The guitar project that went wrong … then wronger

Back in the 90s when the distinction between music store and pawn shop was rather blurry, I acquired a second-hand silver sparkle Les Paul guitar that only said “Lady Luck” on the headstock and “Made in Korea” on the back of the neck.

This was a time when cheap guitars were really bad. Everyone and their brother had a beginner-level Squier or Jasmine that wouldn’t stay in tune and had the tone of a brick.

Lady Luck played well, but she had an extremely bass-heavy tone. It just never sounded good. Sometime in the early 2000s I actually tried to revive her by transplanting some nice Seymour Duncan pickups, but she still only sounded marginally better.

The silver guitar just hung on the wall for the past 15 years.

Since I’m now working from my home office at least eight hours a day, I’ve been trying to clear the clutter and make it a more pleasant, usable environment. That meant some of the guitars, amplifiers and camera gear had to go. I decided to clean up Lady Luck and put her up for sale.

I opened the back panel and squirted a little bit of contact cleaner into the crackling volume pots. The knobs got stiff. Then they froze. Then they unfroze … completely … and just kept spinning.

In the past few months I’ve cleaned the pots on an amplifier, a vintage clock radio, and another guitar. This has never happened before. I also couldn’t believe the same thing happened on both volume pots. I guess the corrosion was the only thing holding them together.

I had just rendered the guitar unplayable. Selling it was no longer an option.

The “hand wired” tone craze started a few years ago when Gibson started using pots connected to printed circuit boards in their guitars. That was actually good news for me because there were dozens upon dozens of pre-assembled pre-wired pots available to replace those PCBs that ranged from $30 with some questionable looking hardware up to $250 with vintage bumblebee capacitors.

Since Lady Luck isn’t a real Les Paul, I was worried the pot spacing wouldn’t quite be the same. I was wary of buying a pre-assembled kit. I decided to spend $50 and order an unassembled kit from Amplified Parts that included everything from the input plug to the switch. It also came with some really nice shielded wiring.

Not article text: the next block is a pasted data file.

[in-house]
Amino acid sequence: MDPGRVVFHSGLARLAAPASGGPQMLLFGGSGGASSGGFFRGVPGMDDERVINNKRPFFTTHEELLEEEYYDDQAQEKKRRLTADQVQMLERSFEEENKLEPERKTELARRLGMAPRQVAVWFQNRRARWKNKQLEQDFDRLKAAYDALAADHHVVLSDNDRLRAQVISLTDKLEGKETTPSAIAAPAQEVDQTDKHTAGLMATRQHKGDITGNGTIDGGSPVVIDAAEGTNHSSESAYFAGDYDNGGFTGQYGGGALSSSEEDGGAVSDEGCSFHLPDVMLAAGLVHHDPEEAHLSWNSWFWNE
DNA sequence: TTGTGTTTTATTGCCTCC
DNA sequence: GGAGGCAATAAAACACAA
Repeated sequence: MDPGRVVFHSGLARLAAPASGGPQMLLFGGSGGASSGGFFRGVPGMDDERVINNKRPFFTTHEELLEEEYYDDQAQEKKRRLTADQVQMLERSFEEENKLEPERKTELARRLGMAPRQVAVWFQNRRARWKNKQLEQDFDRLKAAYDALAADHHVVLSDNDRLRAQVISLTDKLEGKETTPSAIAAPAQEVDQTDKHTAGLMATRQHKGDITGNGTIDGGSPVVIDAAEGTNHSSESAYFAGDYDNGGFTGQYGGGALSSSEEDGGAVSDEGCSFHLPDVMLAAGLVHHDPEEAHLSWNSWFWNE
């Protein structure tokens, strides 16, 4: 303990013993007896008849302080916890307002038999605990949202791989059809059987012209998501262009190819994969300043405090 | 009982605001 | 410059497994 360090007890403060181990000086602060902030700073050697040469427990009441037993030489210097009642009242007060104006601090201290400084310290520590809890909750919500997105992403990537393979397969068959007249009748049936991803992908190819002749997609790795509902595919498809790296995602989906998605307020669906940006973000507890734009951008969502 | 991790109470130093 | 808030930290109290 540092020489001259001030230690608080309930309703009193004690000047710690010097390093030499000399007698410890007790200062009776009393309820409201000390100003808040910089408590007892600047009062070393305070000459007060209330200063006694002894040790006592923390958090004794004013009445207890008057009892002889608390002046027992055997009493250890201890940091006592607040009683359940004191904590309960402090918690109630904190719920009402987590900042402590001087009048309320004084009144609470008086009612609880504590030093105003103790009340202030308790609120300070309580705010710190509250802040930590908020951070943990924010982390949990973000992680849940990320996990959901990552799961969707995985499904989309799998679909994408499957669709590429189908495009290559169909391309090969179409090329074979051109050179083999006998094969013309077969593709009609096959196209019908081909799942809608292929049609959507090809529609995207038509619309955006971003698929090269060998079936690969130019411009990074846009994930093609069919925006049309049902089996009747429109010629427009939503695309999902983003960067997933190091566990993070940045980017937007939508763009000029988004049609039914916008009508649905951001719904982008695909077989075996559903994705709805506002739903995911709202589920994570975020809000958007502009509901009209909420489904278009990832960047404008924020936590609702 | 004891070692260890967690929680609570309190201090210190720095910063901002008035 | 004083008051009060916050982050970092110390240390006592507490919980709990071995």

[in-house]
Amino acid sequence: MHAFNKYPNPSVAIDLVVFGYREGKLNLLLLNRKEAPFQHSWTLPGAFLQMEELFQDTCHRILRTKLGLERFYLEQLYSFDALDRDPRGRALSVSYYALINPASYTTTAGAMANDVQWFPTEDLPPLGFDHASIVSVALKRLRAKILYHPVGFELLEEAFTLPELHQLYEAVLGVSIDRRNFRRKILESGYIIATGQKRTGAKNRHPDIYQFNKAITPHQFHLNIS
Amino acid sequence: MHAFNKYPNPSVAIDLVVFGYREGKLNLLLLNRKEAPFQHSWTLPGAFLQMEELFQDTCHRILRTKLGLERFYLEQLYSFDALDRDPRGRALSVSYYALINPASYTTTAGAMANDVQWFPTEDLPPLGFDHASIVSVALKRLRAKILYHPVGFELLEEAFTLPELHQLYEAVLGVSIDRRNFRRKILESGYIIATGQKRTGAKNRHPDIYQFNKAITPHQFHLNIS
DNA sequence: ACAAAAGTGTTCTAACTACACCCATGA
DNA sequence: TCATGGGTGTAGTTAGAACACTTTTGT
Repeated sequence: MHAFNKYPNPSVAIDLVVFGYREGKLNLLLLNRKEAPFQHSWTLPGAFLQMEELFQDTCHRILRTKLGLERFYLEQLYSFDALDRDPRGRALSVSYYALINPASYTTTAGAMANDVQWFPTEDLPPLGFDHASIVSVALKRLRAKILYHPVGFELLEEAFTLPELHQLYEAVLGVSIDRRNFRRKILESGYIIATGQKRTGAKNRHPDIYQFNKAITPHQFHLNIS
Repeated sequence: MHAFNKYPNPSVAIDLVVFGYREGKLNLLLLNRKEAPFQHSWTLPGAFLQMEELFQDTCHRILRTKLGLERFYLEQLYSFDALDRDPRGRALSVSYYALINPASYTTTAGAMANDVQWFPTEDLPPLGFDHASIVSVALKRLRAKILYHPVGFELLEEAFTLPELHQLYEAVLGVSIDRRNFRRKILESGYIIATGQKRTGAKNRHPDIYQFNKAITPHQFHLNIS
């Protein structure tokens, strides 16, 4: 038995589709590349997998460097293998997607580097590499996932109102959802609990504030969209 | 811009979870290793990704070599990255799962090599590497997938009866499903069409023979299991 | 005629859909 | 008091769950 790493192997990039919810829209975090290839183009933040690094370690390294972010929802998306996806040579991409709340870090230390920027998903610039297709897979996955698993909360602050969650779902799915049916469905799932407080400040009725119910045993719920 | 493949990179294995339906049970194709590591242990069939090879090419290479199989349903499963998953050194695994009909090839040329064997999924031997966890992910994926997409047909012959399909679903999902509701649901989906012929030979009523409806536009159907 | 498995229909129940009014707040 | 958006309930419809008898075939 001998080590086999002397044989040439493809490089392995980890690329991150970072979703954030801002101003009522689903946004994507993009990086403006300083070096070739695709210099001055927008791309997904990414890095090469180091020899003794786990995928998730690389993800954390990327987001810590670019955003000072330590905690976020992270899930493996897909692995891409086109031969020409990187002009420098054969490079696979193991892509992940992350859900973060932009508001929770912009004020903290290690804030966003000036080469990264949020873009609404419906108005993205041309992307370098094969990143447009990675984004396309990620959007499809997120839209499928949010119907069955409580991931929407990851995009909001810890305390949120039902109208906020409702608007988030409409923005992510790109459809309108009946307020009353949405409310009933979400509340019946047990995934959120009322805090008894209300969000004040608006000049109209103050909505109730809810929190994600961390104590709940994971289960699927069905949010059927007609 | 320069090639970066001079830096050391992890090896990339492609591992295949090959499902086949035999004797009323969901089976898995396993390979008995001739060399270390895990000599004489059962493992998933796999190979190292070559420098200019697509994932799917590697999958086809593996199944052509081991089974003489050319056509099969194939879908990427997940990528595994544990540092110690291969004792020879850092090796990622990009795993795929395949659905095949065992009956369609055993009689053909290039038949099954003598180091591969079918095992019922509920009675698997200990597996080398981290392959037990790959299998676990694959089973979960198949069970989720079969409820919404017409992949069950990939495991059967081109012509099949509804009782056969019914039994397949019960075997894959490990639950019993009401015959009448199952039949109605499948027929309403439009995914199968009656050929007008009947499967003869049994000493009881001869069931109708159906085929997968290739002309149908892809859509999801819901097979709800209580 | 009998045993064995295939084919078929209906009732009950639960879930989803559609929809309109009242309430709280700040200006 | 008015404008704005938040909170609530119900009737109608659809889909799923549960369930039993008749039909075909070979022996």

I immediately ran into a few issues. The pots and the output jack had larger diameters than the original hardware. I wasn’t excited about drilling out the holes and risking a chip in the paint, but I decided it was worth the risk.

Then I had to address the fact that the new knobs were also longer than the old knobs. I made a run to True Value for 3/8″ spacers. Unfortunately, they were out of 3/8″, so I had to pay double and buy a set of both 1/4″ and 1/8″. I ended up $20 into the project just for spacers!

The new selector switch was more of an issue. It was taller than the original switch, and it needed to be countersunk to reach through the body. Lady Luck is mostly plywood with an unknown top. The switch area was not that thick to begin with.

I finally decided that countersinking the new switch to make it fit wasn’t worth the risk of having the new switch rip through the front of the guitar. I had already replaced the switch in the 90s because the original had been snapped off when I bought it. It was clean and seemed fine. I mean, after all, a switch is a switch.

The instructions that came with the MOD kit were very clear, so it only took about an hour to put everything together. Of course, I still somehow managed to hook up the switch backwards. There were no strings on the guitar, so all I could do was plug it in and tap the pickups to see which one was active with each switch position.

I thought, it’s fine, I’ll just rotate the switch 180-degrees and let the wires wrap around. Wrong.

Assuming all was well, I got to the business of reassembling the other pieces of the guitar with the new stainless steel screws I’d picked up while I was True Value. I also decided to put the chrome pickup covers that originally came on the guitar onto the Seymour Duncan pickups. That entailed a little double-sided tape and some solder on the back, but it seemed easy enough.

The next morning I spent quite some time adjusting the truss rod, setting the bridge height, and adjusting the intonation to get the action just right. Then, the moment finally came. I plugged her in.

A very loud hum came through the amplifier.

I strummed a chord.

Nothing.

When I touched my fingers various places the hum would change tone or sometimes stop completely, but never did a single note come through the amplifier.

Did I wire something wrong? Is one of the new pieces bad? Did I ruin the pickups by putting covers on them?

This project had gone wrong when I destroyed the original volume pots. Now I was an additional $70 and 5+ hours into the project, and I had NOTHING.

I hung the guitar on the wall and walked away.

The next morning I got out the multimeter and started checking continuity. This was my first time using shielded cable with a metal sleeve. My first discovery was that I hadn’t peeled the shielding back far enough on the wire going to input jack, and it was touching the base of the prong, causing a short.

My next realization was that by spinning the selector switch 180 and letting the wires wrap around it, they were shorting to the sides of the selector switch.

I remedied this situation by rotating the switch back the correct direction and adding a little bit of electrical tape for insulation — just in case.

At this point, I was still getting a terrible hum, but I was also getting intermittent sound depending on what I touched.

I decided to yank the pots and see if I could get anything to work outside the guitar. Unfortunately during this maneuver I lost one of the $3 spacers into the body of the guitar forever.

After a few solder repairs, which included hooking the switch leads up correctly, I suddenly had sound. That was amazing news since it meant I didn’t destroy the expensive pickups when I put the covers on them.

I made another run to True Value to get another 1/8″ spacer.

I put everything back into the guitar.

The hum was back, and the sound was gone again.

The shielded cables were just touching too many things inside the guitar.